2) It protects the church’s worship experience. Our sacrifice of praise, if it is to be pleasing to God, must rise before Him in unity and love. We must cherish not only our time together, but the gift of joy, peace and love it brings with it.
I’m not suggesting people who complain are intentionally trying to hurt the unity of the church. I’m saying I don’t bring up our income taxes or any issues I have with my wife on date night. There is a time for everything. If you have concerns, Sunday morning at 10 a.m., right as church is starting, ain’t it.
3) It protects first-time or short-time guests from overhearing complaints or breathing in the foul air of dissension on a morning when unity, love and passion for God should be most evident. Some time ago, I had to remove a pair of greeters (the kind that hand you a bulletin and say “Hi” as you arrive) before church because they were griping loudly about a perceived lack of cleanliness of the facility as people arrived for worship. People arriving actually had to walk between them to get on site. They were loud and not ignorable to everyone arriving. I warned them kindly, but firmly. They wouldn’t stop. So, we replaced them. They later apologized, and both went on become excellent greeters.
4) It preserves the staff’s focus and frame of heart for the morning. When the preacher, worship leader, elder or whomever is pulled off-focus or newly discouraged from a complaint session (whether gentle or coarse), the impact will be felt. You would be amazed at the things people say to preachers right before they preach, to worship leaders right before the first strum or hum. If you have a complaint, you should know that you’re highly unlikely to get a good hearing for your complaint on Sunday, anyway. It would be much, much better to wait until people aren’t rushing around and can actually listen.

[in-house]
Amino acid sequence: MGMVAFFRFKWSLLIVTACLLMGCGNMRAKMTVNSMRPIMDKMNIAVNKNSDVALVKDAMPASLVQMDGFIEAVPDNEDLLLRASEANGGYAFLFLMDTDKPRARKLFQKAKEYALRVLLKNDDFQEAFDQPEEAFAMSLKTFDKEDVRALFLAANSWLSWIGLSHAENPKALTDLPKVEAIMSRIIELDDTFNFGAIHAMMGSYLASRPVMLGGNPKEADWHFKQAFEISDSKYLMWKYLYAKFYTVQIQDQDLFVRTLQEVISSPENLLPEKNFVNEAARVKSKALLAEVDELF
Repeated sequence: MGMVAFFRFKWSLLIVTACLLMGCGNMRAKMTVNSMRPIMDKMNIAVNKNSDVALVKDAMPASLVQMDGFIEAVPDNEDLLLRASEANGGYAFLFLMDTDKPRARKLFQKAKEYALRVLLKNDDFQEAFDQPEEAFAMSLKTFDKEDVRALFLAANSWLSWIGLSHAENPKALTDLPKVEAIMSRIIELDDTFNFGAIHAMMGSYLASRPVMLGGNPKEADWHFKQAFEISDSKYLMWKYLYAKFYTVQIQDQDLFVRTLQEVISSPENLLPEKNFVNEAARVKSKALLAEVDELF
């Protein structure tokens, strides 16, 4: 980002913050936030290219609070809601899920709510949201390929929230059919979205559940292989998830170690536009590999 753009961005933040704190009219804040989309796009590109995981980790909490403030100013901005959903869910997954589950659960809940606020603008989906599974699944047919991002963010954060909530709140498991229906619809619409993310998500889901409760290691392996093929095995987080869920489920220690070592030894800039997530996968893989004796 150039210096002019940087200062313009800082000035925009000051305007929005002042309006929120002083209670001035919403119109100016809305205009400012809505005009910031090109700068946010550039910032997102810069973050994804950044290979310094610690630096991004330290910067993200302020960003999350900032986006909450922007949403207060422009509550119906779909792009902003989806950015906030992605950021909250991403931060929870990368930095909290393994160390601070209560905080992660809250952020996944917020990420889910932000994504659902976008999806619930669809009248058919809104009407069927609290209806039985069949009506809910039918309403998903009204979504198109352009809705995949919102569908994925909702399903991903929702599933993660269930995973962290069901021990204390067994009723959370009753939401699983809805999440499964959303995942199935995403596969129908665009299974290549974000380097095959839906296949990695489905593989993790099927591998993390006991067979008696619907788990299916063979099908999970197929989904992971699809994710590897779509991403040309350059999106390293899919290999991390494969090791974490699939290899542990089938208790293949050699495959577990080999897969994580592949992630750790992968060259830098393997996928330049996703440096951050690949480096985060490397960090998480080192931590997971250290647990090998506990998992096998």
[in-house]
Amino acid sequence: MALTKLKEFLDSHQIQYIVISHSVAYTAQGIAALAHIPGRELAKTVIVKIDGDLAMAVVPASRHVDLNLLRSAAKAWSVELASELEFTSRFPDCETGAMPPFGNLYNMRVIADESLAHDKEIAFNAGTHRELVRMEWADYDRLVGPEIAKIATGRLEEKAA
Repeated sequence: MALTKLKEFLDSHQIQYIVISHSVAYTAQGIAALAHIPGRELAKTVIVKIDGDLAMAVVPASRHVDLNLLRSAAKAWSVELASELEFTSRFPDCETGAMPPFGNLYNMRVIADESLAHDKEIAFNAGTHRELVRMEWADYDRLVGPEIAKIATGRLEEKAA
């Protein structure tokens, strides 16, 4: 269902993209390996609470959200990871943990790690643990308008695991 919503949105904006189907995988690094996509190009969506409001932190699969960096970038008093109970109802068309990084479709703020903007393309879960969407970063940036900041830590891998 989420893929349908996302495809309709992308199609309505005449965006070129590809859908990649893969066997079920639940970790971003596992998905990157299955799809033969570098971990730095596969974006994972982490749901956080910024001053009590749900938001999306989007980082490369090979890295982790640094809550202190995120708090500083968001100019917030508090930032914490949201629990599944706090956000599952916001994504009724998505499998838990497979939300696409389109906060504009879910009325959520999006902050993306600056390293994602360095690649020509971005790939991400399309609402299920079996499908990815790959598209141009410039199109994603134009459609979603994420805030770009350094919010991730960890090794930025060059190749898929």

5) It vets complaints and thus helps people control their emotions and tongues. Some people feel as though it is a virtue to say what’s on their mind — right then. It’s really not. Saying what’s on your mind is a virtue when you really need to do it. But, that’s not usually Sundays.
If you are still mad about it on Monday, reach out. That will let you know whether or not it really bothers you, and will respect the church’s gatherings. Don’t take hostages on Sunday morning. No drive-by or hit-and-run verbal attacks that discourage others. Half of complaints would never be uttered if people weren’t able to do it Sundays.
Imagine what Sundays could be like if the church, from leaders to guests, could punt concerns until Monday — focusing instead on encouragement and welcoming the outsider. What a difference that might make in our weekend gatherings.
Concerns aren’t unimportant. Sometimes, they just aren’t that important.
Tim Spivey is lead planter of New Vintage Church in San Diego, CA. Tim is also an adjunct professor of religion at Pepperdine University and purveyor of New Vintage Leadership, a blog offering cutting-edge insights on leadership and theology. He is the author of numerous articles and the book Jesus, the Powerful Servant.